The Mighty Viking

Conquering those things we must, one story at a time

Posts Tagged ‘Motorbikes’

The following is a ride report for August of 2012, from Departure Bay, Nanaimo BC, to Lillooet, BC:

The ferry from Departure Bay in Nanaimo to Horseshoe Bay on the mainland is an exercise in transition. From the quiet, intimate inlets, channels of the Island and rocky coastlines to majestic fjords the change in attitude is also one of scale. Vancouver Island does have its mountain peaks. But these colossal mountains that jut skyward from the water’s edge into the unknown gets the blood pumping, knowing I’m going to be lost somewhere in those crags soon. Every time I pull into Horseshoe Bay, there is a point where I always have the same thought. The bay is tucked into a little cove, you don’t see it until just shortly before arrival. I always think to myself, “what a great place to tuck a little pirate cove!”. And then I laugh a little because I remember I said the same thing last time.

When I pulled off the ferry, I could see a long line of cars stretching eastward. And it reminded me of the last time I was in a city, a few days ago. It was with some relief that I realized that I was taking a left, not a right, and would be going first west, then north.

The ride from Horseshoe Bay to Whistler is on a highway called the “Sea to Sky highway”. It’s name is well-earned. It also has borne other names, including the “Killer highway”. The route runs along steep cliffs overlooking Howe Sound, and only recently has had outside barriers added, along with other improvements. Adding to the drama of the ride are several signs warning motorists not to stop in a certain area, as it is an avalanche area. But the view is unbeatable.

Pemberton, BC is something of a gateway. Most people think of Whistler, but few realize that Pemberton, a few miles beyond, is older, and was the place that the Hudson’s Bay men used as a base for establishing themselves in the area. It’s a small, rustic town and the end of the wider highway.

Shortly beyond Pemberton, after a slow, winding cruise through the mountain valley, and past a good-sized lake, things get serious. The road curls around the northern edge of the lake and immediately jumps into a series of switchbacks. In five minutes I felt like I was on top of the world, in six minutes I realized, as I looked at the road ahead of me, I was nowhere near the top. The rain started in on me, like an old friend verbally abusing me by way of welcoming me after a long absense. We laughed together, the rain and I, and I rode through it, over the peak at Joffre lakes, and out from under it by Duffey lakes.

The area around Duffey lake and I go way back. They are gone now, but there used to be a series of small, almost roadside camp sites. So light was the traffic that you could camp there and see only a few cars in an entire day. I feel fortunate to have been there, and carry that memory with me. The sites are gone now, and the traffic is heavier as many folk have heard about this scenic route. But the highway still feels both grandiose and intimate. Grandiose because of the dramatic, sweeping landscape scarred at the top with jagged peaks, filled in between with enormously expansive mountain slopes, and the sense of the dropping chasm through which the river and highway drop out of this mountain pass to the civilization on the other side. Intimate because the highway is a narrow, winding ribbon that carries me close to the streams, crosses them with wooden decked bridges, and hugs the canyon walls. The river that flows from Duffey Lake does not travel back to the sea from where I came, it flows the circuitous route northward down from the pass towards Frasier River Canyon. And when I say it flows, I mean it rages.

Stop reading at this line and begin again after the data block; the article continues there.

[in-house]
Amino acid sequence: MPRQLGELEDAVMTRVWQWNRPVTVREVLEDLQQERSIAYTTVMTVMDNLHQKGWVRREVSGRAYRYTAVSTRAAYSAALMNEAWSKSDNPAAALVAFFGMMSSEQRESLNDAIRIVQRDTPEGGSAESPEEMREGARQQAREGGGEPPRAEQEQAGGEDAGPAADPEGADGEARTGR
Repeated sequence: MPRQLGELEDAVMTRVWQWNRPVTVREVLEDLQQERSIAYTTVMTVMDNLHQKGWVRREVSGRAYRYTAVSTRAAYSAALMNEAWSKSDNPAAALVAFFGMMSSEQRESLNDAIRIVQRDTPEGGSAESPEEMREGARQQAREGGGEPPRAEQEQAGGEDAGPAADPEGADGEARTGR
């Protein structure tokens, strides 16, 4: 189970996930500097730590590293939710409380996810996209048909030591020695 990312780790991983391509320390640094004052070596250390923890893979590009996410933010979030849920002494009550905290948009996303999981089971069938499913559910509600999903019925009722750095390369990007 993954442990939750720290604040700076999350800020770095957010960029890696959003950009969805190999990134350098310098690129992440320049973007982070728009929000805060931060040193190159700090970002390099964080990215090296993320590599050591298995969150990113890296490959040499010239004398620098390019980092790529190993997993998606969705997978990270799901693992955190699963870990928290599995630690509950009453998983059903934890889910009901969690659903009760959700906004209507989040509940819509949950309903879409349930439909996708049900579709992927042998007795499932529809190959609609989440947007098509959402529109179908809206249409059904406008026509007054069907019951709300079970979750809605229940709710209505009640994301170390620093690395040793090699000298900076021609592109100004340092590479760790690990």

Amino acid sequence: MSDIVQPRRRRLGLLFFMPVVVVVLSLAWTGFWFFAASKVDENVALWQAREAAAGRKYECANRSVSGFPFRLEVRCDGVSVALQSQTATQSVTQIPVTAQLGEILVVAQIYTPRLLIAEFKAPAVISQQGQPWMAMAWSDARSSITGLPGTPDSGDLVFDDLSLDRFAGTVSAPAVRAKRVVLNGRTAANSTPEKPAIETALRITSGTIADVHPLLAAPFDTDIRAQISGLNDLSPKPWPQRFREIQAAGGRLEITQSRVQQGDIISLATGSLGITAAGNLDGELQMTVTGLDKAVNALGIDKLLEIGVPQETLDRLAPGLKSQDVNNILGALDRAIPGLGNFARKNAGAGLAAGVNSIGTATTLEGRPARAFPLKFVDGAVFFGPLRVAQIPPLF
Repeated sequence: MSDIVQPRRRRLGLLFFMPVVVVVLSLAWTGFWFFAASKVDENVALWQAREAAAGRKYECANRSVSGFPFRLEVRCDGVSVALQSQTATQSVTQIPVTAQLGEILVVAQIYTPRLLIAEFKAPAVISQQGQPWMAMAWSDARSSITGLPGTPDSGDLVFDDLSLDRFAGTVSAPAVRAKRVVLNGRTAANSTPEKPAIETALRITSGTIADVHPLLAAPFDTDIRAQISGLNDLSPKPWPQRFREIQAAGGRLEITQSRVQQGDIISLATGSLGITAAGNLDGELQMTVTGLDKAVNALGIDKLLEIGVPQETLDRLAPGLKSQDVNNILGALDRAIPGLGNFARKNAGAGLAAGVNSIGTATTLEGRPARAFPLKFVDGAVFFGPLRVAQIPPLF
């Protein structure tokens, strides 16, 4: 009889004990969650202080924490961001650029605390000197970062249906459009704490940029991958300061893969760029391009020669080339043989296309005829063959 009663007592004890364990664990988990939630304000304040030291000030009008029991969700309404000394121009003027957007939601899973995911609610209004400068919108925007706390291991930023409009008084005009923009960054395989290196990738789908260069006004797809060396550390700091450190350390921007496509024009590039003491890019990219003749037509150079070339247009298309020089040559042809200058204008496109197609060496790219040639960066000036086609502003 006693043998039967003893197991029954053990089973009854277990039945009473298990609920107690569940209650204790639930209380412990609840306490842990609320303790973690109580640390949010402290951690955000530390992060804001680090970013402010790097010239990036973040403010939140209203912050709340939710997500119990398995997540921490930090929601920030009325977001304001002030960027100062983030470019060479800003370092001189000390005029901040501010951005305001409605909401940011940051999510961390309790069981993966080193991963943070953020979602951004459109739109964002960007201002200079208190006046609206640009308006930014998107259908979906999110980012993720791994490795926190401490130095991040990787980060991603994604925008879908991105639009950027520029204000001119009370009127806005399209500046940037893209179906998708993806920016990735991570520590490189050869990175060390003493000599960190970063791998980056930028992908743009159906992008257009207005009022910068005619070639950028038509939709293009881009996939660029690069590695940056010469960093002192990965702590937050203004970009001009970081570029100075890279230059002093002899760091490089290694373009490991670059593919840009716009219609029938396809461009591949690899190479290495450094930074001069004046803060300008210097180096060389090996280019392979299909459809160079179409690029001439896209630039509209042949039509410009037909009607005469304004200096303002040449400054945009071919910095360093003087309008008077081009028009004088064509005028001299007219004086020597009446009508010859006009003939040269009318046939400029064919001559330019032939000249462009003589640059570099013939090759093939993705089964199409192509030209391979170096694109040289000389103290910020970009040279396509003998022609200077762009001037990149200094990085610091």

The stream, or so its called, runs for at least five miles out of Duffey lake so fast that it is a continuous rapids without a break. By the time the first slower pool is reached, I can already smell the mist rising up from around the next bend, where it begins another frantic drop. The road follows suit, bouncing and winding, the winter’s weather taking a toll on the asphalt as harshly as the terrain rules the grade. It is for several miles a busy time, avoiding the cracks and other hazards. At one point both wheels left the ground when I rounded a corner and sat up just in time to catch air off of an upheaval in the road surface. It was shortly after this that I saw the sign: “Winding Road”, use caution”. Umm…thanks.

The last stretch of descent let me see my destination, the valley in which the town of Lillooet lay. The two sides of the chasm through which I had to pass came together in a “V” at their bottom, like the front sights on a gun. I thought about that idea of the sight, but really, there was nothing in the sight. I rode on, through it, and after a short bit stopped and turned around. There, I realized, was the answer. The sight wasn’t pointed down, it was pointed up, at the mountain crags above. Shoot for the sky, indeed.

I’d like to take a moment to thank the highway department of British Columbia. after climbing mountain peaks, twisting through switchbacks, gazing over the side at gorges hundreds of feet below, listening to the raging streams along which the highway twisted, through mountain passes…yes, 42.7 miles through all of this, they provided the following words of warning, on a sign on the roadside:

Winding Road. Use Caution.

Thanks, BC highway crew, for that timely Public Service Announcement.